Today, more than ever, filling the top of the funnel is proving to be extremely difficult. Speak with any salesperson and you’re likely to hear just how hard selling has become. And while yes, this is true, it’s nothing compared to being the person on the other end – you guessed it, I’m talking about the buyer.
Advancements in new technologies always assure to crop up with proficiency gains, high throughput and lower costs. When it comes to such advancements, the job for procurement is to have a clear understanding about how they function, what they are and what exactly they will make over for the greater cause of the business.
It is becoming increasingly difficult to determine the size and capabilities in the marketplace to understand where to source products and services for your stakeholders.
For years, many advocates of print-based marketing channels and tactics have argued that the physical and tactile nature of tangible marketing materials make them more appealing and persuasive than purely digital forms of communications. Until recently, however, these arguments have been based mostly on instinct or intuition rather than on hard scientific evidence.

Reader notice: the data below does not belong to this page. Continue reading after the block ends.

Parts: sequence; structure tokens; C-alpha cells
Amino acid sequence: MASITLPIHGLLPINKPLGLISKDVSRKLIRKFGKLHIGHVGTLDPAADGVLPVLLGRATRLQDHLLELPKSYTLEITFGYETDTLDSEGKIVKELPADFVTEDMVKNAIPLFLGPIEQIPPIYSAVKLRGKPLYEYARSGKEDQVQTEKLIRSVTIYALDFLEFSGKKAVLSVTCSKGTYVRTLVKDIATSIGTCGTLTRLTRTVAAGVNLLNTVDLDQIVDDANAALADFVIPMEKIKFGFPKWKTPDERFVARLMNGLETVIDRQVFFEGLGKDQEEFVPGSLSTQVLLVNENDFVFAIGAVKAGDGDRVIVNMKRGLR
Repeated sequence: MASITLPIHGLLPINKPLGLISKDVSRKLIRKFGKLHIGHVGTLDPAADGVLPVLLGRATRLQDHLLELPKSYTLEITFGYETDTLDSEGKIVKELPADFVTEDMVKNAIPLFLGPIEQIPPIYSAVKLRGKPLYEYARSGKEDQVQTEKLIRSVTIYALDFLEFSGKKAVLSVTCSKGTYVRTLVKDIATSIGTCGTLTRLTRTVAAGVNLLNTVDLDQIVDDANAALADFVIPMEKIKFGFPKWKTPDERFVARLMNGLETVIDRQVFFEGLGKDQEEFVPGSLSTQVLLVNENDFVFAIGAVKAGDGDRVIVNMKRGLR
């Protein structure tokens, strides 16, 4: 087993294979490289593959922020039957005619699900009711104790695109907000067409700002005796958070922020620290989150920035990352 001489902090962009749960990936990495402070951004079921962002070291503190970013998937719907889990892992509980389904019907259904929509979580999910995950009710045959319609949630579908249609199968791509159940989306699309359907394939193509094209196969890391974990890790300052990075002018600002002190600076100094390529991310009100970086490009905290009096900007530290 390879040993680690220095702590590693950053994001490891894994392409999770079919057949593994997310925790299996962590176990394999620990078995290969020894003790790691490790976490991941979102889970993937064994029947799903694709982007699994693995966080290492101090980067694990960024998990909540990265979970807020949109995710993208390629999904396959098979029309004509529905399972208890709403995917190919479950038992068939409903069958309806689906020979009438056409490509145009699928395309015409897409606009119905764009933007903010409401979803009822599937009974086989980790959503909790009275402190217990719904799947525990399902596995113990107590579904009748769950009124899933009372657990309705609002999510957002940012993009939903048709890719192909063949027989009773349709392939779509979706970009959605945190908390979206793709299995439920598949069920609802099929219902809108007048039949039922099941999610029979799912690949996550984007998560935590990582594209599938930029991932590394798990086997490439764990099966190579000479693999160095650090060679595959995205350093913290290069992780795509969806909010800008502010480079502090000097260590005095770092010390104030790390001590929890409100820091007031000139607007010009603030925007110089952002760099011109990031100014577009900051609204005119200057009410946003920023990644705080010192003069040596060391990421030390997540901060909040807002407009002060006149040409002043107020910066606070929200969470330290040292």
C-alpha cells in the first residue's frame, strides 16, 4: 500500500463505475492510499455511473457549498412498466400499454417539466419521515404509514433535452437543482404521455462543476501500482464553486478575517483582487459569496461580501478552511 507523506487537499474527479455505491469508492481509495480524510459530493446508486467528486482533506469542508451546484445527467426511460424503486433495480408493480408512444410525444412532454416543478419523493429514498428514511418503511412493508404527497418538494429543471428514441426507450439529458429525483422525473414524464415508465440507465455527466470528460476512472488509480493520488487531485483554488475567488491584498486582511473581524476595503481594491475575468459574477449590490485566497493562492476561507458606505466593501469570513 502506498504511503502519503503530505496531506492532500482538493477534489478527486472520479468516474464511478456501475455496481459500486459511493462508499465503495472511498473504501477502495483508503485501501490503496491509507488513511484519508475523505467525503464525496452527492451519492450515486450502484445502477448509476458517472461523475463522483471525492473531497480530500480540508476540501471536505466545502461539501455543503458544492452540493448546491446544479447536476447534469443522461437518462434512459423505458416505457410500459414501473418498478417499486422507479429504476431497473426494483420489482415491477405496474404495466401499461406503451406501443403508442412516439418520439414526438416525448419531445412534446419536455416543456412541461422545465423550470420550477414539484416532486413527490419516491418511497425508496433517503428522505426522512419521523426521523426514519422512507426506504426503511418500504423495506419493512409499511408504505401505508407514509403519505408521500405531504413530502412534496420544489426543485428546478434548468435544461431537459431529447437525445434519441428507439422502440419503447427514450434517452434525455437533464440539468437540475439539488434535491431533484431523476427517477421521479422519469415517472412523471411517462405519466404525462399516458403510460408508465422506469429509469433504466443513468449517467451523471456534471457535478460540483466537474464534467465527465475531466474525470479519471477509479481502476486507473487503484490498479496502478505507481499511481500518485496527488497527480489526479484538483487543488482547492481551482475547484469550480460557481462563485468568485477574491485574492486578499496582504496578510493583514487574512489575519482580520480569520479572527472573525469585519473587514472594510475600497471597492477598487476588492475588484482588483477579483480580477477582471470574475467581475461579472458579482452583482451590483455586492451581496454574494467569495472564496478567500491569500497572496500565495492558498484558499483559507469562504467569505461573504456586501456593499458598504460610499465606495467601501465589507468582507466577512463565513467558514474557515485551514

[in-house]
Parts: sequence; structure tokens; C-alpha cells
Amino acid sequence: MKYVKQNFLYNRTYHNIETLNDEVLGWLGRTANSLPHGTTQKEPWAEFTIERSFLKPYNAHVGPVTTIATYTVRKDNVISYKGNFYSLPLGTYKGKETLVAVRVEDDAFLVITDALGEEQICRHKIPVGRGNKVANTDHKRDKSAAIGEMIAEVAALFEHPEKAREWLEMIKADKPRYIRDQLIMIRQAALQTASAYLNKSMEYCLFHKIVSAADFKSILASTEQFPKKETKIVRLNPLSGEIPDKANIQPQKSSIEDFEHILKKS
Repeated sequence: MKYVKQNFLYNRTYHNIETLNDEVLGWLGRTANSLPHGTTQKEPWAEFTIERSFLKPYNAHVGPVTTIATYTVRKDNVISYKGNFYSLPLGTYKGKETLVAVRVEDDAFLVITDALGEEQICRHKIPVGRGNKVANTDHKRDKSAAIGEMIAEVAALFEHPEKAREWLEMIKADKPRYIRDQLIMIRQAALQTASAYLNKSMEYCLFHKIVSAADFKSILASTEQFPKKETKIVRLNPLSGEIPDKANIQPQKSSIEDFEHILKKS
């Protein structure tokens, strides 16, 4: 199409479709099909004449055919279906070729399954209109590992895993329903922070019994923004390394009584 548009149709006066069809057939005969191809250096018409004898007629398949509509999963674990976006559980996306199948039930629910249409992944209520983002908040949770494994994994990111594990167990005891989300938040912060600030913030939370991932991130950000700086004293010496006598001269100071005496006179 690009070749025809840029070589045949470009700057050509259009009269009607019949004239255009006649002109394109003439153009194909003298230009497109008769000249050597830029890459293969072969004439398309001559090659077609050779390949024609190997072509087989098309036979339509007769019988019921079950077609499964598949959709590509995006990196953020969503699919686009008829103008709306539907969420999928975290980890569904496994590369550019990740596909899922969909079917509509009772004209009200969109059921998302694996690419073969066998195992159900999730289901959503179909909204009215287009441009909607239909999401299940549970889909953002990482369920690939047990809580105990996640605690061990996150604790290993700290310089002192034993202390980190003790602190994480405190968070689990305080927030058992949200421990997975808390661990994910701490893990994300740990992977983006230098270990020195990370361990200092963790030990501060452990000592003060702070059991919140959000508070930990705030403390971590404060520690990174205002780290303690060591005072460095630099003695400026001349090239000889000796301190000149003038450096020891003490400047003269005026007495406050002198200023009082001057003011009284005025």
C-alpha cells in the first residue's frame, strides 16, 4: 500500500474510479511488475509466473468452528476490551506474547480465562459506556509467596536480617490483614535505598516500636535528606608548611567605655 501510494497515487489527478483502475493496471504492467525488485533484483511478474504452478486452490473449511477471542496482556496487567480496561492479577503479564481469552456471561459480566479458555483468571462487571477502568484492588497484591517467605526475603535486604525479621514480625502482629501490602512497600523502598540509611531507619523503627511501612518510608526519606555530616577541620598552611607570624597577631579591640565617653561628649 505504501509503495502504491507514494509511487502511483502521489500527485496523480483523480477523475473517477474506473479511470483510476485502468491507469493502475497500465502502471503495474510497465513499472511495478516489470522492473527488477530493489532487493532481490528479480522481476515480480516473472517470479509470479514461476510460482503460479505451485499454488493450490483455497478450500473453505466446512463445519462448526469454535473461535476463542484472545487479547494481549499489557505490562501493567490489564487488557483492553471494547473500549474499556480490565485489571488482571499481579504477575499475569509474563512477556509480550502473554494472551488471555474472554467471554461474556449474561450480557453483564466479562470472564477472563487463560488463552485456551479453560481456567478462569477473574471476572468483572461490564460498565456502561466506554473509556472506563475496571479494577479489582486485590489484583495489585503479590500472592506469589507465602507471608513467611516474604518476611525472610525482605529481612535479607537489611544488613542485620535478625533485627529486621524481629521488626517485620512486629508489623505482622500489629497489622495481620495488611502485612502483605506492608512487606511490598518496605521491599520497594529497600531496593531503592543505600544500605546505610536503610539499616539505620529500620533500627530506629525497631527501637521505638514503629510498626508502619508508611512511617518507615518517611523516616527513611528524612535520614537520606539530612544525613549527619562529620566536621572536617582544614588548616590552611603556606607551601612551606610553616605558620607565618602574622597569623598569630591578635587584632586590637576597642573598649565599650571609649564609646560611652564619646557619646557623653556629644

In my previous article, I discussed how procurement teams can help their businesses when buying support or services for open source software. There is another key issue procurement teams will have to understand in relation to implementations of this type–cloud.
Procurement is old. Just how old you ask? Well,
a long time ago in a galaxy far, far away… it’s been around for millennia. As a natural function of trade and commerce, it developed organically during the earliest civilizations. Papyrus records indicate procurement can be traced as far back as the Egyptians (the first Jedi) in 3000 B.C.
With 2020 just in the door, progressive CPOs and their teams are planning for the year ahead. Here are four major procurement trends to factor into your thinking.
1. Increased Volatility
With shifting trade tariffs and barriers, the unpredictability of Brexit and fluctuating commodity prices, market volatility could be at an all-time high over the next 12 months.